This project aimed to analyse the different ways in which nature was appropriated in the ancient Mediterranean by studying its figurative depictions. The study focused on the mythical and sacred aspect of animals and plants and their association with power, in the specific context of archaic and classical Greece (sixth-fourth century BC).
Nature, in the dynamic Aristotelian sense of the Greek term physis, is understood as a cultural construct that forms part of a historical process. It is also a form of social self-representation, which in archaic and classical Greece accompanied and reflected the development of the city—the polis—and was also projected, usually in an idealised manner, into the realm of death, where it served to integrate the deceased into the underworld landscape.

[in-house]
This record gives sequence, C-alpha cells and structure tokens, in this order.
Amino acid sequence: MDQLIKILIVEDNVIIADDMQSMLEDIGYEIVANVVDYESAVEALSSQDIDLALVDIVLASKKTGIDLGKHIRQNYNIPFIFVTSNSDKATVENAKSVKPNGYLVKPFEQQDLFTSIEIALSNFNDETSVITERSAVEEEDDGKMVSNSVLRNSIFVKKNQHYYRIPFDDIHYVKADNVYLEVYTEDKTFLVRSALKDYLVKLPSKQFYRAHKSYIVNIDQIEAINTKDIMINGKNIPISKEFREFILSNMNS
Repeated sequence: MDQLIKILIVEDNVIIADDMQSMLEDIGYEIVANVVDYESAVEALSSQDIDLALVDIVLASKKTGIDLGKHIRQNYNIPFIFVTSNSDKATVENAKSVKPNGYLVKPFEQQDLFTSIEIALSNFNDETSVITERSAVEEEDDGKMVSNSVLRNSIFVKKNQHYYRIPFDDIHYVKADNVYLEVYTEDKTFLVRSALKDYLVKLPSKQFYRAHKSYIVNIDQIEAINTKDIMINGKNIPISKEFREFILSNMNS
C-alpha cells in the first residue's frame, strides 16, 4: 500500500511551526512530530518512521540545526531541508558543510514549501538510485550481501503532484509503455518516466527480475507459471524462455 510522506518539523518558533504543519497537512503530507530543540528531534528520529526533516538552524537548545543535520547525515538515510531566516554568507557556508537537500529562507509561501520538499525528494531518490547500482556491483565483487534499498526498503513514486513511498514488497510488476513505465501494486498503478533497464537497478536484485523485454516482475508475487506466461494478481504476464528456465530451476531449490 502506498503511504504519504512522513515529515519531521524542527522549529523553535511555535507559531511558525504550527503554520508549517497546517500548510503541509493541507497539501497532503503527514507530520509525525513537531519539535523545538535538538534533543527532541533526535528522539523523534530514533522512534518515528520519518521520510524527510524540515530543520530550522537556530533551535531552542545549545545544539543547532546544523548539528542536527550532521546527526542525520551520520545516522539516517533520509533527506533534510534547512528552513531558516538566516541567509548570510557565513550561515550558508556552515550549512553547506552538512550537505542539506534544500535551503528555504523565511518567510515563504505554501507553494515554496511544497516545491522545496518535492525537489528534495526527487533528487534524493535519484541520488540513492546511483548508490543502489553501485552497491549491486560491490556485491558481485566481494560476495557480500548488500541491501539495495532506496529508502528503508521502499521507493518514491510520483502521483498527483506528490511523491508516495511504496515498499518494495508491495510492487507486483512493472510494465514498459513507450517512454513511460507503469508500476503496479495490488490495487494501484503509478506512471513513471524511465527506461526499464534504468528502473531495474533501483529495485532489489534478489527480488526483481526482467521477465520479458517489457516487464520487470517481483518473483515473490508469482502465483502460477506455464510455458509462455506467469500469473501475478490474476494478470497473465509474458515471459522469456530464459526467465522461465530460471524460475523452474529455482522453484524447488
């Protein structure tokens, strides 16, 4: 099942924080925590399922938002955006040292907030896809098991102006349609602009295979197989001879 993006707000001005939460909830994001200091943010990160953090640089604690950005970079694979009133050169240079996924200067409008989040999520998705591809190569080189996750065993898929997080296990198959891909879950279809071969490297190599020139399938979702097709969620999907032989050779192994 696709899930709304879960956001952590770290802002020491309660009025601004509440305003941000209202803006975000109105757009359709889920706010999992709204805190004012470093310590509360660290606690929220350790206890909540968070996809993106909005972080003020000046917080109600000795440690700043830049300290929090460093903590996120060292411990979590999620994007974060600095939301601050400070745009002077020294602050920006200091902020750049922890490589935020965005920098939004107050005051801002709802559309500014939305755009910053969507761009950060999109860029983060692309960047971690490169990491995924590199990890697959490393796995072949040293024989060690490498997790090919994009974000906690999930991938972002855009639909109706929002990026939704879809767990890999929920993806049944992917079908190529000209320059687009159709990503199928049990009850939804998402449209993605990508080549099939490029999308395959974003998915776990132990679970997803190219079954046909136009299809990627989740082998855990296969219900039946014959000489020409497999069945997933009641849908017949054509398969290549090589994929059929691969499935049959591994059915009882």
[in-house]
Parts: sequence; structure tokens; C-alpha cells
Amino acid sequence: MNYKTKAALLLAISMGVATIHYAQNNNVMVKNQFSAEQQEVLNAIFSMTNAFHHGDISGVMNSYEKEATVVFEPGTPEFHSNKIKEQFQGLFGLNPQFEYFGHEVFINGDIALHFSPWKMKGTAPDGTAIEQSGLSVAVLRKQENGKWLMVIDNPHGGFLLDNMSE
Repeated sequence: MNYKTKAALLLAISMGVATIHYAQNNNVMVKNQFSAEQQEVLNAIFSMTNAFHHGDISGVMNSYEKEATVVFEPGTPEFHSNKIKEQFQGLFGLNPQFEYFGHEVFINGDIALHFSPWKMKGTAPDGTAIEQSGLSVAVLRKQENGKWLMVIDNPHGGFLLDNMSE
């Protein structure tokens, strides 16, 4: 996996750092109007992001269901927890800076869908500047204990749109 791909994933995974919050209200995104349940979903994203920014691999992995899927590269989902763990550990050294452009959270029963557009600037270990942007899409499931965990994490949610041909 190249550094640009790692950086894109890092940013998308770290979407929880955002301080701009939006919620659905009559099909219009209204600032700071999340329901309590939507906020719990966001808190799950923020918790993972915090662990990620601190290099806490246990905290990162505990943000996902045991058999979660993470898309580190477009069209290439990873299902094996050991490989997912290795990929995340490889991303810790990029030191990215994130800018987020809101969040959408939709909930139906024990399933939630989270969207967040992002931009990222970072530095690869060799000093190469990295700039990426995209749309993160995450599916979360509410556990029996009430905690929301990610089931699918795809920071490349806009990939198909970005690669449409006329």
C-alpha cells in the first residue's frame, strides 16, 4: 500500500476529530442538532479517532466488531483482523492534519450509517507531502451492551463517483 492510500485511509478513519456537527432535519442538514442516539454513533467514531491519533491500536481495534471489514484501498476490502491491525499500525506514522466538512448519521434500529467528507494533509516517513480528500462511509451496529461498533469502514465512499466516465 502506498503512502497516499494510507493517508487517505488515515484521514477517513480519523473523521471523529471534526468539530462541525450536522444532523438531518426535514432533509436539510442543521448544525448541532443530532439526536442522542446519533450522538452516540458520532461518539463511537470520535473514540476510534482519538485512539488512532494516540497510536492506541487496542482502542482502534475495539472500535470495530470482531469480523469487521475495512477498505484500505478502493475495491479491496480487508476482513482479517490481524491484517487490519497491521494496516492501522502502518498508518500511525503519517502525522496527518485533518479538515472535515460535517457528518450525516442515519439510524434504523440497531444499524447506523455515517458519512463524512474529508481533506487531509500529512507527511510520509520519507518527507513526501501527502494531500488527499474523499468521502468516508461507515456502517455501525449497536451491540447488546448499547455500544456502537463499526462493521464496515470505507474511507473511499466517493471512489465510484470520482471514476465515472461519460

Images of nature, which were rich and abundant in ancient Greece and had precise, complex, well-structured meanings, constituted the central focus of our analysis. These images were compared and contrasted with the ample documentation contained in literary and epigraphic sources, and even with the archaeological data supplied by the sites themselves, especially the necropolises and shrines which are becoming increasingly popular subjects of study, spatial analysis and integration in historical landscapes.
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